I did enjoy Exile! This is the title song from the first album. I hadn't expected to hear anything from that; she has moved on a lot since then, and most of those songs are very tied into techniques and production which would disappear played on solo organ. But Exile! works very well. In fact it gained, especially in kicking off in much lower key than you hear on the record. I liked the soft sensitive touch it acquired. Vuk's music might come across as mournful to some, it sort of did to me at first, but I think that's because it occupies an area between memory and nostalgia and the past. It's so interiorised; and yet aware of people, of physical things in the world. It's a sort of constant meditation on how we engage with all the things which fill our memories. So it isn't melancholic, except in that it's necessarily about the past, and that's gone. Hard to think about without a sense of loss. But Vuk's music is a kind of beautifully sung acceptance of its passing.
Those 'encores' were quirkily entertaining. She would get up and exit out of that door you see behind her in the pictures. But there's nothing out there, just the gents. So she would stand there for a few moments, poke her face out, and then humbly saunter back. And we were of course glad to have her play a bit more, but the whole encore thing slightly loses impact when your audience is a dozen or so people all sitting quietly in what is a bit like a large living room. A very Finnish sort of gig, though, number-wise. I hope she wasn't here for the gate money! And that Britain hasn't put her off any and maybe she'll be back some day.
I wonder what she would have thought if she'd been privy to a couple of conversations I had before coming. One with brother Chris, another with a friend who sadly I couldn't persuade to come. They went something like, 'Dalston?!? Are you completely mad!?!' I gathered that it's a part of town you don't hang around in, and to which a taxi might be reluctant to come. It's not far away from Arsenal and being a fan Chris might well have gone up there to the match this evening; I suspect he came along partly out of concern for my safety! It became somewhat surreal as we approached the Cafe Oto. We touched down at the local Overground Station which was quite close, to chance walking the last bit. Gulp...
Up, right:- Oh well, with a rubbish camera, why not make a virtue of the low light and slow exposure and say it's artistic? The truth is, her dress was more the colour you see in the top picture, and even that one makes the scene look more lit up than it was.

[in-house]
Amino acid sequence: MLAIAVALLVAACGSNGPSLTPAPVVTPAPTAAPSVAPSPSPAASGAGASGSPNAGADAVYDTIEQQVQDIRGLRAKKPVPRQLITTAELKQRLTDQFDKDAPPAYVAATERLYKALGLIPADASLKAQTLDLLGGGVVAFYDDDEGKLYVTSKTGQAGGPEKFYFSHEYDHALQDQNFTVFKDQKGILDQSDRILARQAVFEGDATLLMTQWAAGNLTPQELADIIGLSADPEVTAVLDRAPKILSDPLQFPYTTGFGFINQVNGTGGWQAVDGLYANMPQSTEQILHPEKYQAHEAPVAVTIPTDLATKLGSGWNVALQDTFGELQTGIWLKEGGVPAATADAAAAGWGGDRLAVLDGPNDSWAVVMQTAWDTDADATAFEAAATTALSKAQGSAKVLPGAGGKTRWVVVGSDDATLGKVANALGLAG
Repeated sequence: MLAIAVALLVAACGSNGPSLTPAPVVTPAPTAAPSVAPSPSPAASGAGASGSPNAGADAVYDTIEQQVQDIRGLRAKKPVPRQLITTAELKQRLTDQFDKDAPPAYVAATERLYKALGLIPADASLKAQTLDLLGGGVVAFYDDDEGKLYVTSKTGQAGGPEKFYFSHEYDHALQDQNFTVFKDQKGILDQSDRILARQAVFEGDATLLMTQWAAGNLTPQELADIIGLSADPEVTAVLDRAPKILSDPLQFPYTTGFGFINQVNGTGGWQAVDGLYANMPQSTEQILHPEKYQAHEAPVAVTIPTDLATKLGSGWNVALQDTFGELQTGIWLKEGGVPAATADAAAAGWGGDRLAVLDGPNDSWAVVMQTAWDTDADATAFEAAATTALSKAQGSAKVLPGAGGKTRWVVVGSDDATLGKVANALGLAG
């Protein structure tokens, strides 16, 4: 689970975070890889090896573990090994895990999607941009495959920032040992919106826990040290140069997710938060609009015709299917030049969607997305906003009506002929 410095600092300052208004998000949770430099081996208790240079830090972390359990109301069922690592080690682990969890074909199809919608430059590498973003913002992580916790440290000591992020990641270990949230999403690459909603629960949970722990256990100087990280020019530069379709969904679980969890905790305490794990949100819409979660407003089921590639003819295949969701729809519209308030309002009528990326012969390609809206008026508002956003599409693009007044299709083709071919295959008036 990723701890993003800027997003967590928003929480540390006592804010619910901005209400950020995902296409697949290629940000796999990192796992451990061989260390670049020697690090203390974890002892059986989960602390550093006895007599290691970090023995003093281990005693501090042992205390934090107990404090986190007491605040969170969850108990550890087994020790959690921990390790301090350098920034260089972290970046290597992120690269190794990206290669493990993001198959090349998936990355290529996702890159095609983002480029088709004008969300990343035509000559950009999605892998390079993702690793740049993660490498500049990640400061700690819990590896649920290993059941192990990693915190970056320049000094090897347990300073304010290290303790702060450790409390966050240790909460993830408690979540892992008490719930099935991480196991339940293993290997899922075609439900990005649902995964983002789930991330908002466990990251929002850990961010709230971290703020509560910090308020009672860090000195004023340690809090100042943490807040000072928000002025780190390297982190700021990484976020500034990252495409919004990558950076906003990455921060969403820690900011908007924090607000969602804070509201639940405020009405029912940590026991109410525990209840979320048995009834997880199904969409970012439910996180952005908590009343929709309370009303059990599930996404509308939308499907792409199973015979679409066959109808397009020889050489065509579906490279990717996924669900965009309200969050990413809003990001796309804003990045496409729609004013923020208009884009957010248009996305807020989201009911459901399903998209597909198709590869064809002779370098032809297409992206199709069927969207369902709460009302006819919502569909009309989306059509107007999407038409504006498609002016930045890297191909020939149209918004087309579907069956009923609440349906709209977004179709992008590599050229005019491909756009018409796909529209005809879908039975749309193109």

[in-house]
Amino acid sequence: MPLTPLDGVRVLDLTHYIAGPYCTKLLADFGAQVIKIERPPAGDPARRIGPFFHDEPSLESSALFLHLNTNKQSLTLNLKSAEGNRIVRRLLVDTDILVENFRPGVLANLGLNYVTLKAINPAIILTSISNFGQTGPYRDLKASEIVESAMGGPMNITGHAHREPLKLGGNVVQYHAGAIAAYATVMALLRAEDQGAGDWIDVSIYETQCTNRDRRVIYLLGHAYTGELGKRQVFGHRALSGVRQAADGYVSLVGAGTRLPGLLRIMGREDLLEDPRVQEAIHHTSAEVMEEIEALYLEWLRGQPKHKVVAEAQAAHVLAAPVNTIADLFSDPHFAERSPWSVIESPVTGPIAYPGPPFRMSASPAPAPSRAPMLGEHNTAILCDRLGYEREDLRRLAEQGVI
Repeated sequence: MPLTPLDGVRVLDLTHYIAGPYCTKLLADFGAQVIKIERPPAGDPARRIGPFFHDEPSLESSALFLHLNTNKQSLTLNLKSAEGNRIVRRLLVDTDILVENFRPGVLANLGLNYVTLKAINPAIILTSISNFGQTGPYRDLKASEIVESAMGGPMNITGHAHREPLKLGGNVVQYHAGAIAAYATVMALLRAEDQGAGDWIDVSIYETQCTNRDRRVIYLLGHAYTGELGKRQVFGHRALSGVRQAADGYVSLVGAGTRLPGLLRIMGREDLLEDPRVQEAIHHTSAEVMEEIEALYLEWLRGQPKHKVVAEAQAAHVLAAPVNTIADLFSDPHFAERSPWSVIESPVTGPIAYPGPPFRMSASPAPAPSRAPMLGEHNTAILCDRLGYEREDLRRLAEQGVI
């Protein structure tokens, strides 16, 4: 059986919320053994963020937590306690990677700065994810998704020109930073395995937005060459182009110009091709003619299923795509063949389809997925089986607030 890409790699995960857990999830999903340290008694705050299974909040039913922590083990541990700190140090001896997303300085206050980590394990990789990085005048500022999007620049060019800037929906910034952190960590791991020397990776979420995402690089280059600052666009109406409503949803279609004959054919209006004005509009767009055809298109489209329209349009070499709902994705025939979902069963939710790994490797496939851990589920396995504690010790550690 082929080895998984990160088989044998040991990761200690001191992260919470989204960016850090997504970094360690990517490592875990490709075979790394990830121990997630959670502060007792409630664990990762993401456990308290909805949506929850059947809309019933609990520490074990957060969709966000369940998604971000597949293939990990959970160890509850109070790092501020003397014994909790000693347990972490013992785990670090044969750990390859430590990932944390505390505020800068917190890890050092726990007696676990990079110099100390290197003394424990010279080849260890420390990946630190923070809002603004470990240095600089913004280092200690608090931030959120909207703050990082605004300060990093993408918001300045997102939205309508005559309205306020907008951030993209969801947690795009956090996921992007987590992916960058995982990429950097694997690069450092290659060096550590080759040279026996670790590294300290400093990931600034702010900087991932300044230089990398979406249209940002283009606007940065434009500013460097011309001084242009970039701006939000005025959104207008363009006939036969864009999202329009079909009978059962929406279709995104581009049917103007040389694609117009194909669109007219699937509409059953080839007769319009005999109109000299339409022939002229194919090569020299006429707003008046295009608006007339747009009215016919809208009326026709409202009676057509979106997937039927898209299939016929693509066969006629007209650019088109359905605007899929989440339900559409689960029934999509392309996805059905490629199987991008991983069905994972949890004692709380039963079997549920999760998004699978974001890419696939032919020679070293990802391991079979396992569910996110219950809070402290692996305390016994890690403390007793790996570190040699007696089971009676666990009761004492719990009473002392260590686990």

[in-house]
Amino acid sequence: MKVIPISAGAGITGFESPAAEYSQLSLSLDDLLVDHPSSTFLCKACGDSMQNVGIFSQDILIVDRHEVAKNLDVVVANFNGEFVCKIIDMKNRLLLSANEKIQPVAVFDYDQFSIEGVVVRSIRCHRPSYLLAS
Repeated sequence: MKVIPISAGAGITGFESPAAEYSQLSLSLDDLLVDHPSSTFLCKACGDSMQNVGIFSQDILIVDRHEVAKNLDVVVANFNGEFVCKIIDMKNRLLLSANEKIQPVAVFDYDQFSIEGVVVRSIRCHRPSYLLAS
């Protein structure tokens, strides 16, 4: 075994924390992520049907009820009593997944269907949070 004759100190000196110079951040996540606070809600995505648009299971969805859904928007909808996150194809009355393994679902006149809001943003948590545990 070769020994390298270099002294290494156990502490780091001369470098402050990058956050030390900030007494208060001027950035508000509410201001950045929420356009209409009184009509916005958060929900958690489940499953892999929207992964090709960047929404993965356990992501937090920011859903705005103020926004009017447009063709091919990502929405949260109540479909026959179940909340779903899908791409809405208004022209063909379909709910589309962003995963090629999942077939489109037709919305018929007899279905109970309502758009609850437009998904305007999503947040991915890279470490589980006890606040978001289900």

The station is a couple of hundred yards North of a crossroads on the main street through Dalston, and the Cafe is on a winding back lane which cuts across one corner. We walked down a bit, trying not to evince any desperate body language, and then I saw the street name on the wall of this back alley. Chris visibly blanched, well, he certainly reacted, when I said, 'It's down there', while we peered into a gloom of featureless brick walls and dark shadows. We proceeded into it and then round a corner, and a second corner, and then; I couldn't help thinking of a scene from an old episode of Star Trek - uh, bear with me here - in which they beam down to a gas planet inhospitable to human life, except that aliens have created some sort of bubble, in which they come upon the bizarre sight of a 1930's style Hotel Casino. Yes, very much like that. There was the cafe, in this back alley, all lit up, with people sitting and drinking at outside tables...! Populated by young media types and students, reading the Guardian and similar right-on trendy rags. A display on one wall memorialised an old reggae club, demolished to make way for a London Olympics extension, where the Clash once played.
The Cafe Oto's probably too young to be able to boast any famous nights, and I guess Vuk may never be big in this part of the world. But I'm very glad she exists, doing something rather unique, and it was very good to experience the musician in action. I had her on my list to catch up with one day, and I thought that might be in Helsinki. For it to be in London gave it a twist. And we all survived sunny Dalston. I'm not quite satiated: some day it'd be fun and I've no doubt very rewarding to see Vuk playing in ensemble, for the larger experience. But this small scale intimate experience was great. Her expressive, strong voice and skillful musicianship means that any scale is very good indeed.
Here is Cafe Oto's website. It's certainly a different kind of place, with heavy emphasis on alternative foods and community projects as well as an interesting list of world music artists in their calendar. The online ticketing system may be a little unfamiliar to you but it works perfectly well.